Bullock agrees—unless there’s a major scandal like the affair with a lobbyist that felled former House Speaker Glenn Richardson in 2010. “They take an attitude that, ‘We’re done with that; let’s see how it plays out before we bring it up again,'” Bullock said.
The debate itself clearly had a chilling effect on lobbyist spending. Lobbyists submitted 8,134 spending reports to the Georgia Government Transparency and Campaign Finance Commission as of mid-March—the most recent reports available—down by two-thirds since last year, and had spent $766,578, compared to $1.4 million in 2012 and $1.8 million in 2011. Since the legislature’s in session from January through late March or early April, most gifts are given then.
The reduction was partly due to Senate rules passed in January that prohibited senators from accepting gifts of more than $100. “Our rules did have an impact,” said Sen. Frank Ginn (R-Danielsville).
Members of the Athens delegation accepted far fewer gifts than in past years. For example, Sen. Bill Cowsert (R-Athens), who racked up $3,195 worth of freebies in 2009, accepted just two gifts this year, one of them a $13.50 tie from Children’s Healthcare of Atlanta. His share of the cost of a reception hosted by the lobbying group Fiveash-Stanley, who represent bankers, beer wholesalers, AT&T, a natural gas company and construction and real estate groups, was $12.23.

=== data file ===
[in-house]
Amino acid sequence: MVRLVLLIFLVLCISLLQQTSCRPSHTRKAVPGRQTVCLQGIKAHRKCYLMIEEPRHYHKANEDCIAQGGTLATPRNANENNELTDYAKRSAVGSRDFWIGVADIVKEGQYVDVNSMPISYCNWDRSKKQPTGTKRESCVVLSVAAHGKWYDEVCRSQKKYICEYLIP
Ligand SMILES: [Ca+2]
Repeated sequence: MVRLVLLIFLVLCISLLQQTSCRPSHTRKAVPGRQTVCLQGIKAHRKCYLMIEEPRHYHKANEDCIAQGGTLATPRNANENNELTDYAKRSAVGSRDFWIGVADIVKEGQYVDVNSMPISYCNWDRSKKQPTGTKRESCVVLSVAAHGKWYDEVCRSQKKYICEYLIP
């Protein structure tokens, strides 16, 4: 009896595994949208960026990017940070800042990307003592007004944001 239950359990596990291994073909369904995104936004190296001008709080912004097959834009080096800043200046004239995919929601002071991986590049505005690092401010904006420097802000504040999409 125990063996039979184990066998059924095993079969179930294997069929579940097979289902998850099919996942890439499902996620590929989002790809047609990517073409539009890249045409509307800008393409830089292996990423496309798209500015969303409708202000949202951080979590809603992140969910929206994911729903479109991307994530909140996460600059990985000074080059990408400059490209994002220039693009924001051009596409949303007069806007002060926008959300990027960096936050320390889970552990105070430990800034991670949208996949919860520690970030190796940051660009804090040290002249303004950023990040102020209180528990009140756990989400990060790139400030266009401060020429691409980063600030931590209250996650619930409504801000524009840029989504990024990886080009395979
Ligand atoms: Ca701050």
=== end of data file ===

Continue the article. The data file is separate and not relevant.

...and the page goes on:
Rep. Chuck Williams (R-Athens) accepted $791 worth of gifts this session. The most expensive was a $61 dinner from the Georgia Bankers Association in February. Williams is a banker but doesn’t serve on the House Banks and Banking Committee.
Ginn accepted 33 gifts worth $892, mostly inexpensive meals. But two dinners paid for by a management company and lobbyists for the health care industry would have topped the $75 cap, had it been in effect. The University System of Georgia reported spending $1,395 to take Ginn to the Capitol One Bowl Jan. 1, but later removed that expenditure from its forms.
“I paid the university for the trip,” Ginn said. “How they disclosed it, I don’t know.”
Quick ran on ethics reform and pledged not to take anything from lobbyists. She almost kept her word—she attended a $24 Athens-Oconee chamber of commerce luncheon, took four circus tickets from influential lawyer and lobbyist Boyd Pettit worth $15 each (they were offered to every legislator) and accepted a $7 scarf from Childrens’ Healthcare of Atlanta.
Frye, like Quick, was among the 49 lawmakers and candidates who signed a Georgia Alliance for Ethics Reform pledge to support a $100 lobbyist gift cap. His gifts—five meals and a CHOA tie—totaled $175.
All five members of the Athens delegation voted in favor of the bill. In all, only two legislators, Sen. Bill Heath (R-Bremen) and Rep. Rusty Kidd (I-Milledgeville) opposed it.
Now all it needs is Gov. Nathan Deal’s signature. He’s had his own ethics run-ins—allegations that he and his friends profited from state salvage business, state land deals and his campaign’s plane, for example—but since he brokered the House-Senate compromise, there’s no reason to think he won’t sign it into law.